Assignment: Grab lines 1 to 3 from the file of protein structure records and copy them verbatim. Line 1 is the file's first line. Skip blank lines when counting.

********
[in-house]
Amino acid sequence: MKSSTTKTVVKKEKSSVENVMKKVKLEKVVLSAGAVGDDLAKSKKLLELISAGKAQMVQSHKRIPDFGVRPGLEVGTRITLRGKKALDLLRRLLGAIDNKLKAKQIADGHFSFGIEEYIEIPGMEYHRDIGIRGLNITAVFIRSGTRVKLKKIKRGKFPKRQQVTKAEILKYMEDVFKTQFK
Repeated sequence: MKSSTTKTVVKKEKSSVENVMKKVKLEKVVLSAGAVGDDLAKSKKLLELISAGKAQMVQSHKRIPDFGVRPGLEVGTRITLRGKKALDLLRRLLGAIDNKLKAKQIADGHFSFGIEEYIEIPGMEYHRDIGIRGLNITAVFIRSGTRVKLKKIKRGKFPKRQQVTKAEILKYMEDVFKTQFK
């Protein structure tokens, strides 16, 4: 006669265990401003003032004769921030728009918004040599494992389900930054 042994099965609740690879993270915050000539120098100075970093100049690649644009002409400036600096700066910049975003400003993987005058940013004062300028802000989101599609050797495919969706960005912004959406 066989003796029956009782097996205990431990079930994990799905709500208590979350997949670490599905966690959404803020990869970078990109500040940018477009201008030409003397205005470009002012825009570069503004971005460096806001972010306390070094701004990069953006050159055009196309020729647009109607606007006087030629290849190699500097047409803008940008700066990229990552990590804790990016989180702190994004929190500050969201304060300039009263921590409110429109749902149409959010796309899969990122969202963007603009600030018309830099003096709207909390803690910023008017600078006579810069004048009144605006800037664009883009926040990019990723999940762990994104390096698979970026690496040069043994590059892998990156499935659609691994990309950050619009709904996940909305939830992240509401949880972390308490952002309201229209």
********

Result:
[in-house]
Amino acid sequence: MKSSTTKTVVKKEKSSVENVMKKVKLEKVVLSAGAVGDDLAKSKKLLELISAGKAQMVQSHKRIPDFGVRPGLEVGTRITLRGKKALDLLRRLLGAIDNKLKAKQIADGHFSFGIEEYIEIPGMEYHRDIGIRGLNITAVFIRSGTRVKLKKIKRGKFPKRQQVTKAEILKYMEDVFKTQFK
Repeated sequence: MKSSTTKTVVKKEKSSVENVMKKVKLEKVVLSAGAVGDDLAKSKKLLELISAGKAQMVQSHKRIPDFGVRPGLEVGTRITLRGKKALDLLRRLLGAIDNKLKAKQIADGHFSFGIEEYIEIPGMEYHRDIGIRGLNITAVFIRSGTRVKLKKIKRGKFPKRQQVTKAEILKYMEDVFKTQFK